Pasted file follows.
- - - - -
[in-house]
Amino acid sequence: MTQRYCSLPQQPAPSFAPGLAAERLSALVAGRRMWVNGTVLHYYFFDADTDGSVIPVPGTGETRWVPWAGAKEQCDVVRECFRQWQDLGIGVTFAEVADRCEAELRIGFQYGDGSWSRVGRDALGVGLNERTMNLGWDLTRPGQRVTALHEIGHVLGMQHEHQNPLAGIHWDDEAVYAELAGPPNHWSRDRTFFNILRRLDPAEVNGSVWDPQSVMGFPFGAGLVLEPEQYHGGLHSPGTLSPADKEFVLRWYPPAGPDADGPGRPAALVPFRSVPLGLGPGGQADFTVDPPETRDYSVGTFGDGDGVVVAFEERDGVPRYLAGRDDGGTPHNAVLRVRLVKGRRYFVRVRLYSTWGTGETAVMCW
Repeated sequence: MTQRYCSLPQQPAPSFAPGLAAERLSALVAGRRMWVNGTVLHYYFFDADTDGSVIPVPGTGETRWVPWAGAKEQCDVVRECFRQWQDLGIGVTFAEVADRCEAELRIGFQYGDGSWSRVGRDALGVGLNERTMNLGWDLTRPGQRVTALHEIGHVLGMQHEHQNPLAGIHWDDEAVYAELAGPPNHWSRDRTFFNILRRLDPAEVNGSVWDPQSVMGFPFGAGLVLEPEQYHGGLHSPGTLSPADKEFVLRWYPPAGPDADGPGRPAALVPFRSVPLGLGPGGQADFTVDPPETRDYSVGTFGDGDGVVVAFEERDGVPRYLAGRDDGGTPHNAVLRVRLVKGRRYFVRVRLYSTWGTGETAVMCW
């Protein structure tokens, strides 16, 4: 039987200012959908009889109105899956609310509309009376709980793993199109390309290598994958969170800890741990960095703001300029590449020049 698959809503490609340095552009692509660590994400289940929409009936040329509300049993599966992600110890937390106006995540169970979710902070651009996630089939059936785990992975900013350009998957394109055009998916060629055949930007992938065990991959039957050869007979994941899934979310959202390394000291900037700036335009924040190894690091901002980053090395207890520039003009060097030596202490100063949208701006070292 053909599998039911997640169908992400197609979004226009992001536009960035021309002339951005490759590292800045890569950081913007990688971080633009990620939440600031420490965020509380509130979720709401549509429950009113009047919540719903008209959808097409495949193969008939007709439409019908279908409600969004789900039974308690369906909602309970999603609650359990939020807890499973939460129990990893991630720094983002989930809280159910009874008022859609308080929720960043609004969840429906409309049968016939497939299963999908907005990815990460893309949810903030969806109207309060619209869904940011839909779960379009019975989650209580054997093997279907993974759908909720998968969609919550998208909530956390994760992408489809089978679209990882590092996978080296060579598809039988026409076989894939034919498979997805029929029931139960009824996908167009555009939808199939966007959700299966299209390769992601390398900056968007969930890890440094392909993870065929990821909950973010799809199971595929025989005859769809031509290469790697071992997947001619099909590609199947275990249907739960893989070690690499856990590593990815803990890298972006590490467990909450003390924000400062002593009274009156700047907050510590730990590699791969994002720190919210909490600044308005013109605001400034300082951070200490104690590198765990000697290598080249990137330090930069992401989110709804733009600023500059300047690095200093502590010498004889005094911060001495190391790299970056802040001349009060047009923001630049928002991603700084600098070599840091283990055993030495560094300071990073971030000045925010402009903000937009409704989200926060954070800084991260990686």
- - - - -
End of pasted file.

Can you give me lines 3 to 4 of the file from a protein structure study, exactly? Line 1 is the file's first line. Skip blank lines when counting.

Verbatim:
Repeated sequence: MTQRYCSLPQQPAPSFAPGLAAERLSALVAGRRMWVNGTVLHYYFFDADTDGSVIPVPGTGETRWVPWAGAKEQCDVVRECFRQWQDLGIGVTFAEVADRCEAELRIGFQYGDGSWSRVGRDALGVGLNERTMNLGWDLTRPGQRVTALHEIGHVLGMQHEHQNPLAGIHWDDEAVYAELAGPPNHWSRDRTFFNILRRLDPAEVNGSVWDPQSVMGFPFGAGLVLEPEQYHGGLHSPGTLSPADKEFVLRWYPPAGPDADGPGRPAALVPFRSVPLGLGPGGQADFTVDPPETRDYSVGTFGDGDGVVVAFEERDGVPRYLAGRDDGGTPHNAVLRVRLVKGRRYFVRVRLYSTWGTGETAVMCW
């Protein structure tokens, strides 16, 4: 039987200012959908009889109105899956609310509309009376709980793993199109390309290598994958969170800890741990960095703001300029590449020049 698959809503490609340095552009692509660590994400289940929409009936040329509300049993599966992600110890937390106006995540169970979710902070651009996630089939059936785990992975900013350009998957394109055009998916060629055949930007992938065990991959039957050869007979994941899934979310959202390394000291900037700036335009924040190894690091901002980053090395207890520039003009060097030596202490100063949208701006070292 053909599998039911997640169908992400197609979004226009992001536009960035021309002339951005490759590292800045890569950081913007990688971080633009990620939440600031420490965020509380509130979720709401549509429950009113009047919540719903008209959808097409495949193969008939007709439409019908279908409600969004789900039974308690369906909602309970999603609650359990939020807890499973939460129990990893991630720094983002989930809280159910009874008022859609308080929720960043609004969840429906409309049968016939497939299963999908907005990815990460893309949810903030969806109207309060619209869904940011839909779960379009019975989650209580054997093997279907993974759908909720998968969609919550998208909530956390994760992408489809089978679209990882590092996978080296060579598809039988026409076989894939034919498979997805029929029931139960009824996908167009555009939808199939966007959700299966299209390769992601390398900056968007969930890890440094392909993870065929990821909950973010799809199971595929025989005859769809031509290469790697071992997947001619099909590609199947275990249907739960893989070690690499856990590593990815803990890298972006590490467990909450003390924000400062002593009274009156700047907050510590730990590699791969994002720190919210909490600044308005013109605001400034300082951070200490104690590198765990000697290598080249990137330090930069992401989110709804733009600023500059300047690095200093502590010498004889005094911060001495190391790299970056802040001349009060047009923001630049928002991603700084600098070599840091283990055993030495560094300071990073971030000045925010402009903000937009409704989200926060954070800084991260990686």